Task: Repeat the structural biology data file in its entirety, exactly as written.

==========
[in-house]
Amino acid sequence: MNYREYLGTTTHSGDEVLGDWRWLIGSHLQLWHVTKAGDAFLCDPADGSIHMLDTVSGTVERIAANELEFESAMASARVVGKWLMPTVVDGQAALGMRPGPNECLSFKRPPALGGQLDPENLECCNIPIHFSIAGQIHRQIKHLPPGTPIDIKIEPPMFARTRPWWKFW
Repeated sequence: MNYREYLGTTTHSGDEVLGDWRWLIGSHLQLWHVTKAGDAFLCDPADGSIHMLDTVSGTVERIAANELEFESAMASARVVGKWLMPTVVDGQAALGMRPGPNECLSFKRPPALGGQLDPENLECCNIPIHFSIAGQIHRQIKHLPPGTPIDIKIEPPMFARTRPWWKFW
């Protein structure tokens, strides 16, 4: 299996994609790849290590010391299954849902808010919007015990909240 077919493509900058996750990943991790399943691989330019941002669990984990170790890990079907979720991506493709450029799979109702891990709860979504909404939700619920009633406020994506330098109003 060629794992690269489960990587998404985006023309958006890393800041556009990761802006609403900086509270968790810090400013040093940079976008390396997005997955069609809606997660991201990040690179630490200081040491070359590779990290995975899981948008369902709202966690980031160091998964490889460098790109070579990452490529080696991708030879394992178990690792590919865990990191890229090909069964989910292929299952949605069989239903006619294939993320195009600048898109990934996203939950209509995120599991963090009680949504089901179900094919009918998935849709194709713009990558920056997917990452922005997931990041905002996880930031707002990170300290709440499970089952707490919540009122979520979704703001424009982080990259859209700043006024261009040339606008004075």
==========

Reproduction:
[in-house]
Amino acid sequence: MNYREYLGTTTHSGDEVLGDWRWLIGSHLQLWHVTKAGDAFLCDPADGSIHMLDTVSGTVERIAANELEFESAMASARVVGKWLMPTVVDGQAALGMRPGPNECLSFKRPPALGGQLDPENLECCNIPIHFSIAGQIHRQIKHLPPGTPIDIKIEPPMFARTRPWWKFW
Repeated sequence: MNYREYLGTTTHSGDEVLGDWRWLIGSHLQLWHVTKAGDAFLCDPADGSIHMLDTVSGTVERIAANELEFESAMASARVVGKWLMPTVVDGQAALGMRPGPNECLSFKRPPALGGQLDPENLECCNIPIHFSIAGQIHRQIKHLPPGTPIDIKIEPPMFARTRPWWKFW
């Protein structure tokens, strides 16, 4: 299996994609790849290590010391299954849902808010919007015990909240 077919493509900058996750990943991790399943691989330019941002669990984990170790890990079907979720991506493709450029799979109702891990709860979504909404939700619920009633406020994506330098109003 060629794992690269489960990587998404985006023309958006890393800041556009990761802006609403900086509270968790810090400013040093940079976008390396997005997955069609809606997660991201990040690179630490200081040491070359590779990290995975899981948008369902709202966690980031160091998964490889460098790109070579990452490529080696991708030879394992178990690792590919865990990191890229090909069964989910292929299952949605069989239903006619294939993320195009600048898109990934996203939950209509995120599991963090009680949504089901179900094919009918998935849709194709713009990558920056997917990452922005997931990041905002996880930031707002990170300290709440499970089952707490919540009122979520979704703001424009982080990259859209700043006024261009040339606008004075």